Making the Best of a Bad (Procurement) Job

Sigi Osagie’s article last week answering a question from a practitioner is well worth reading if you haven’t already. He talks about what to do if (as the question said), “if your leadership has no idea what they’re doing, has zero procurement experience and knowledge and no plans”?

Sigi’s response was thoughtful and well-judged as ever. Facing the unsatisfactory boss is a dilemma many of us have faced or will face in our career. Whereas I might not go quite as far as that unfortunate person in describing my experience, I had a difficult time once following an internal re-organisation.

I lost a boss who was one of the best I’ve ever worked with and was subjected to someone who …wasn’t! Boss number one was another procurement professional, our global CPO, an inspirational character with a tremendous sense of humour. Number two was an accountant and generalist senior manager with little real interest in our profession who had been ousted from a line CEO role and given a corporate role to keep him happy – including having me reporting to him.

I stuck it for a while, then got out. But one thought to add to Sigi’s comments. Even if things are not going your way, you can and should think about what you can do even in those difficult circumstances both to add value and do a good job, but also to enhance your cv, experience and expertise.

A good example of that came a year or two back when I met a young-ish procurement manager who was facing a major change in his organisation. His role had been a well-defined category manager position, in a spend area where there was pretty much a mandate for the business to use procurement and procurement’s contracts.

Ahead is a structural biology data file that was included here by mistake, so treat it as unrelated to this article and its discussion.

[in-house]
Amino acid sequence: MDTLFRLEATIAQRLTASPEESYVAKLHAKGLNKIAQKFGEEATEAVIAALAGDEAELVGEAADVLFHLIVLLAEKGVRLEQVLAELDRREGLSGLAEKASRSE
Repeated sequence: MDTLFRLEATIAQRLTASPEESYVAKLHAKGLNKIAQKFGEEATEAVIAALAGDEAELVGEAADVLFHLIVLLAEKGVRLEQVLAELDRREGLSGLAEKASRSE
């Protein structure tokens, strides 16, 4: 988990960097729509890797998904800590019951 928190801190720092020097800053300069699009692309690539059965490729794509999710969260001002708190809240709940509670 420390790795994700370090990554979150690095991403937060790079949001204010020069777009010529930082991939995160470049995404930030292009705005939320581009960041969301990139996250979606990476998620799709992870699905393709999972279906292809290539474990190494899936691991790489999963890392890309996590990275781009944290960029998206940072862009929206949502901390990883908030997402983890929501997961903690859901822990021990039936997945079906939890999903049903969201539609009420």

But following some internal changes, his job was going to become much more one of persuasion and influence, as procurement seemed to be downgraded somewhat and the line managers empowered. He wasn’t very happy about this.

My suggestion was that he certainly should start looking for other jobs if he felt unhappy. But, I said, you should look on this as an opportunity as well. The “soft skills” including influencing, persuasion, team-working and so on are all incredibly highly valued by recruiters these days. Actually, in his previous role, he didn’t have much opportunity to demonstrate them – but the new role looked like it would give him the chance to do that.

Now he might find that he didn't like the new set-up, but a few months’ experience whilst looking for a new job could give him some war stories to talk about at interview –  answering the “how you handled difficult internal stakeholders” question, for instance. And of course, if he works on those skills then he is likely to contribute more to the current business anyway.

The point is really about looking to make the best of non-ideal situations and think about what you can get out of any job in terms of both real experience and (being cynical) good stories for the head-hunters. Hopefully the two usually go together anyway.

What about our young friend? Well, I haven’t spoken to him for 18 months or so but a quick search on LinkedIn reveals he did change jobs a few months after we spoke, and it looks like he is in a very good company in a good and fairly senior level role now. So a happy ending in this case at least! And don’t forget to take a look at Sigi’s article too if you haven’t already.

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